120 Route 9. MARATHON. Excursions
road passes near the W. spurs of Pentelikon, we observe to the left
the villages of Chalandri, Marousi, and Kephisia, embosomed in
vineyards, cornfields, and olive-groves. The white marble quarries
on the slope of Pentelikon are also visible. After passing a chapel
and several wells, we reach, iy4 hr. after leaving Athens, a group
of houses and a military guard-house (<jto8[j.6;), at the N. extrem¬
ity of Mt. Hymettos, where it approaches to within about 3 M.
of Pentelikon. The name of this place, Stavros or 'cross', is de¬
rived from its position at the junction of the road to Marathon and
Laurion with those to the N. and S. parts of the Attic plain. The
railway-station of Jeraka (p. 124) lies near this point.
Our road crosses the railway and leads to the E., skirting the S.
spurs of Pentelikon. In about y2 hr. we reach the small village of
Charvdti, and in y2 hr. more, after passing through extensive olive-
groves, we arrive at the estate of Pikermi, where a short halt is ge¬
nerally made to change horses. Pikermi was the scene, in April
1870, of the last important outbreak of brigandage in Greece, in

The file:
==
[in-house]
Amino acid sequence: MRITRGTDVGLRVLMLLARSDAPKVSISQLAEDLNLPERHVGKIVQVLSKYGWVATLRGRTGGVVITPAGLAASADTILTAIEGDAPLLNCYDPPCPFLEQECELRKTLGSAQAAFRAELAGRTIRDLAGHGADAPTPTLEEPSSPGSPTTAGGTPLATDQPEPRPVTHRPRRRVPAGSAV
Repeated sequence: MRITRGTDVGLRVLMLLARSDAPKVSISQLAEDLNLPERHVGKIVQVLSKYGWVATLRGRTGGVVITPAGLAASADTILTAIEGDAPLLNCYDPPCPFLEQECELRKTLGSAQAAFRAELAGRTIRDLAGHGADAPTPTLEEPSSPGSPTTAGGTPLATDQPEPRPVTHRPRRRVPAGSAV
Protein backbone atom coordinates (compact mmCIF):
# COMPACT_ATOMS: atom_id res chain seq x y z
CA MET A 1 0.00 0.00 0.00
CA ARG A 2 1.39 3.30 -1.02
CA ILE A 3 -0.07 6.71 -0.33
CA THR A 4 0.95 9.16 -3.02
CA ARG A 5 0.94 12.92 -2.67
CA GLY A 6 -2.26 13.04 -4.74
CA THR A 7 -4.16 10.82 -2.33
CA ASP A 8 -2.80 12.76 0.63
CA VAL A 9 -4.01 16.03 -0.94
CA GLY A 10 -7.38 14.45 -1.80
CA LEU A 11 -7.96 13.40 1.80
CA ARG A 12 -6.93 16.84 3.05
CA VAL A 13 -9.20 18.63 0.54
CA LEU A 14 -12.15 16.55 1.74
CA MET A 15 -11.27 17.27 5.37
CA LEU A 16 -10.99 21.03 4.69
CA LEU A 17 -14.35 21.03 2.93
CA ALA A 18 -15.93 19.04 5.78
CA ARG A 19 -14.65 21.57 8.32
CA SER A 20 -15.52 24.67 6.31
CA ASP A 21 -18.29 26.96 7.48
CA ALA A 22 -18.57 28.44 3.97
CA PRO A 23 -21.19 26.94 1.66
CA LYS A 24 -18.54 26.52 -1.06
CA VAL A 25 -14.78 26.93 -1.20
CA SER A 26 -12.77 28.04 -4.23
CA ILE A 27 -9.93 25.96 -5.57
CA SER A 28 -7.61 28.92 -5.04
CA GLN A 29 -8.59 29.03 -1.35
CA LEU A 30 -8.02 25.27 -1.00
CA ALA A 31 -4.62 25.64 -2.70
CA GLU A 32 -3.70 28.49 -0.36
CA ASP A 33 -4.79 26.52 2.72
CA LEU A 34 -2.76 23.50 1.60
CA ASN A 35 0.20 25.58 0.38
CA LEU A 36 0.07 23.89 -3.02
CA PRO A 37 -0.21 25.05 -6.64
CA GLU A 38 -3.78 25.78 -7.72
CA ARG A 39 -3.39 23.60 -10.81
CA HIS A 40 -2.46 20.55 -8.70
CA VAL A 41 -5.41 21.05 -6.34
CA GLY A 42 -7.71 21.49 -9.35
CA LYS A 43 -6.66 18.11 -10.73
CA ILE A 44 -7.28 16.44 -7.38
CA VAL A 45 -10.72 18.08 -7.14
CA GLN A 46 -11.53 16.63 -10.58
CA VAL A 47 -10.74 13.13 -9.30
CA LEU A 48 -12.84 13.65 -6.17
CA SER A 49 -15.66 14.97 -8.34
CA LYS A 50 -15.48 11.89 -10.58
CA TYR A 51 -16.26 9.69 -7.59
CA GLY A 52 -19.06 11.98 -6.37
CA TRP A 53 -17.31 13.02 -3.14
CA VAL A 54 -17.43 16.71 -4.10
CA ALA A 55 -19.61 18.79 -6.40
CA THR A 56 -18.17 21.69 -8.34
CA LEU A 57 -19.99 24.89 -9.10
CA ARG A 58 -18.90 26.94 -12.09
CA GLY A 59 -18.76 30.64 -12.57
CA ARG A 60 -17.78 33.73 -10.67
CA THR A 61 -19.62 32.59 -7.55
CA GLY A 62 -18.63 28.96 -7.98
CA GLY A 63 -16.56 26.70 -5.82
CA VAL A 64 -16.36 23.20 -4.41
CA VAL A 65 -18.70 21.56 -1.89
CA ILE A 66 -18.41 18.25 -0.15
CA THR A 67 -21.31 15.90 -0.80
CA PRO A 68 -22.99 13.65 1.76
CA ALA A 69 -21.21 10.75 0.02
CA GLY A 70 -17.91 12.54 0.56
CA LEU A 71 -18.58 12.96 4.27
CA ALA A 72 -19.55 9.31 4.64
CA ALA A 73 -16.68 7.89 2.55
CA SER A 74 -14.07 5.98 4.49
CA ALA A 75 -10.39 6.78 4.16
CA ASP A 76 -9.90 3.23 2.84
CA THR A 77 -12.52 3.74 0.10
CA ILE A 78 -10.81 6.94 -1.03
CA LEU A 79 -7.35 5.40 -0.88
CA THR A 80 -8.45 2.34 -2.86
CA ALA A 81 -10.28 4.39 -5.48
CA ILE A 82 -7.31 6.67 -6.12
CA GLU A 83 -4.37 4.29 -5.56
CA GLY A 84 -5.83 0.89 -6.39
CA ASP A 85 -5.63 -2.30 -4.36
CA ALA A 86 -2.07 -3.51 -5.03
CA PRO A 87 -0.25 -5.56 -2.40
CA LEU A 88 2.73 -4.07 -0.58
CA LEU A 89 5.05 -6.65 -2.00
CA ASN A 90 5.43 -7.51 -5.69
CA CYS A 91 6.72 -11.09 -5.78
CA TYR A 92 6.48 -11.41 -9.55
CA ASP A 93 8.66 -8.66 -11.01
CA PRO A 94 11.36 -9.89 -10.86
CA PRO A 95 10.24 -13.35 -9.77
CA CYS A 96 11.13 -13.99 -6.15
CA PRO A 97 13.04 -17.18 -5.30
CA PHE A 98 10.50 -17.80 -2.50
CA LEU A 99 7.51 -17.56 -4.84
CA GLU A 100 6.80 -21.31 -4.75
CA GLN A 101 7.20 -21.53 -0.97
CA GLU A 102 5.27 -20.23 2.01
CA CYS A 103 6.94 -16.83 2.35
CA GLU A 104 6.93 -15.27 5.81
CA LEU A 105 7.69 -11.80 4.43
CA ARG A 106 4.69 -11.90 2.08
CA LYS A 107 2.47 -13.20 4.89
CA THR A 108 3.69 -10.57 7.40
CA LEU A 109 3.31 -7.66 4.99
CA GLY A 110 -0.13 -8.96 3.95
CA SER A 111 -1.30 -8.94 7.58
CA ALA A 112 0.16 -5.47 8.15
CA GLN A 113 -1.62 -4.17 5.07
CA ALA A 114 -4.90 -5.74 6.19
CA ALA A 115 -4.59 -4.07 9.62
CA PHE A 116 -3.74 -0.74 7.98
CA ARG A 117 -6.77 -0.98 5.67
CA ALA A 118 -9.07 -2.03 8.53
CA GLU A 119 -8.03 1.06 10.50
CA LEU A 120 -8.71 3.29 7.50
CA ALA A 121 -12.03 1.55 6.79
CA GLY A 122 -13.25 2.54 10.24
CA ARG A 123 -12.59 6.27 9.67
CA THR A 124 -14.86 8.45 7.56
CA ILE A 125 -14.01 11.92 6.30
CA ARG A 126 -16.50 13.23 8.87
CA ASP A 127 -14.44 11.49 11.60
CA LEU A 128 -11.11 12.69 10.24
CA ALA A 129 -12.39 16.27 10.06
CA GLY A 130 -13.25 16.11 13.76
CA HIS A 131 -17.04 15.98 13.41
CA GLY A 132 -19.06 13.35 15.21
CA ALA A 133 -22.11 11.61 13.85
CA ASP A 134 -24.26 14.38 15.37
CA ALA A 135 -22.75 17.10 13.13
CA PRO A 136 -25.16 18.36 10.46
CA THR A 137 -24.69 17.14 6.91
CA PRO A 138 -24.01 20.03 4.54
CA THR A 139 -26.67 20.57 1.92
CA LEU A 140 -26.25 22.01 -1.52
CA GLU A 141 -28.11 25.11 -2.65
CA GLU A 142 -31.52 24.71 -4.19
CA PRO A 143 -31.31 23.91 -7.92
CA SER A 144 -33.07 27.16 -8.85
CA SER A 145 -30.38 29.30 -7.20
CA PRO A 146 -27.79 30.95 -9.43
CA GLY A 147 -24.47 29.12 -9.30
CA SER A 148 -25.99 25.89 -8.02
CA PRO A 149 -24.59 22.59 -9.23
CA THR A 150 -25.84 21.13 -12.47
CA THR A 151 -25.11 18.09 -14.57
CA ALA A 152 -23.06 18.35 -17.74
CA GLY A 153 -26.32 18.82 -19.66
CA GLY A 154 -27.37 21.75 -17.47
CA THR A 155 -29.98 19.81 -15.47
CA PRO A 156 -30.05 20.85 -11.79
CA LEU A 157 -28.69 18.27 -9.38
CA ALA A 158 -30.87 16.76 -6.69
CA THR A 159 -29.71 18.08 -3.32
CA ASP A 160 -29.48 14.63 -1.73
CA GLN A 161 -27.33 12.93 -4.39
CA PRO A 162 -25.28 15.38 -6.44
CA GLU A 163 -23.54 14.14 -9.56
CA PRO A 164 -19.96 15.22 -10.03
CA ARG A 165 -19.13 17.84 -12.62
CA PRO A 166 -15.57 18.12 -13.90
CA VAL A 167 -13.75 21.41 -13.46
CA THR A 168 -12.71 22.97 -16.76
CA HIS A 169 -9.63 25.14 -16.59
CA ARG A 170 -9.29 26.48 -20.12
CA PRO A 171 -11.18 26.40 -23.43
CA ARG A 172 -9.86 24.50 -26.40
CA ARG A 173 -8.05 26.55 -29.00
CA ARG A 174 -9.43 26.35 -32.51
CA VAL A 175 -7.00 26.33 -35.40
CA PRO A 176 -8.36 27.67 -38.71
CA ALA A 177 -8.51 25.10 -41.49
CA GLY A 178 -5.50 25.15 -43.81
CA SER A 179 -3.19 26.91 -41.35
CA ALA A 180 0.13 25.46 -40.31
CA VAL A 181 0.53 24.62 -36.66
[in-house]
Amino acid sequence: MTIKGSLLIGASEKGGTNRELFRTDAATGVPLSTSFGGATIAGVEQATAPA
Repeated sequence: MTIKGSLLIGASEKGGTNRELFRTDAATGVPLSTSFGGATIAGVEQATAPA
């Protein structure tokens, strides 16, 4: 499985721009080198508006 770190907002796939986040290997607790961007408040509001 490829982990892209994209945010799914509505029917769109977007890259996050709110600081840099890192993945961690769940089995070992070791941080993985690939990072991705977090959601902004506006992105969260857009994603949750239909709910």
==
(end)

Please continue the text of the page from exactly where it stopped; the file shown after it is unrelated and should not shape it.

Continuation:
which an Italian and three English gentlemen were captured and
shot by the bandits. Fossilized bones have been found in the bed
of the Valanaris , a mountain torrent here, which, however, is
usually dry. The road runs for about 3 M. along the bank of this
torrent, which reaches the sea at Raphina. The latter name is a
corruption of that of the deme Araphen, to which the ancient forti¬
fications on the Ettos, a hill to the right somewhat resembling a
feudal castle, probably belonged. Soon after this hill has faded out of
sight, the road turns to the N., passing at some distance from a guard¬
house situated on the hill to the right.
After crossing the ridge we obtain a magnificent * View of the pine-
clad foreground, the azure sea, the island of Eubcea, and part of
the plain of Marathon, with the projecting peninsula of Kynosoura;
to the left are the slopes of the Pentelikon and the Argaliki. The
hamlet of Hieratzakouli, visible for a few moments about 3/4 M. to
the left of the road, possesses a spring of drinking-wateT. Soon
after, in about 4'/2 hrs. from the start, the carriage draws up by a sol¬
itary farm-house, generally untenanted, with a wine-press. About
250 yds. to the N., in the middle of the Plain of Marathon, is the
isolated knoll called *Sords, 30-40 ft. in height and about 200 yds.
in circumference, partly overgrown with brushwood. This is almost
unquestionably the mound raised over the graves of the Athenians,
who fell in the battle of Marathon, on the 17th day of Metageitnion
(12th Aug.), in the year B. C. 490, and probably marks the spot
where the struggle was hottest. This evidently artificial mound has
been somewhat curtailed on its W. side in the course of an exca¬
vation made at the beginning of the present century. The obsidian
arrow-heads and other objects then found inclined some antiqua¬
rians to place the construction of the mound in prehistoric times.
A recent excavation by Schliemann was without result. Pausanias,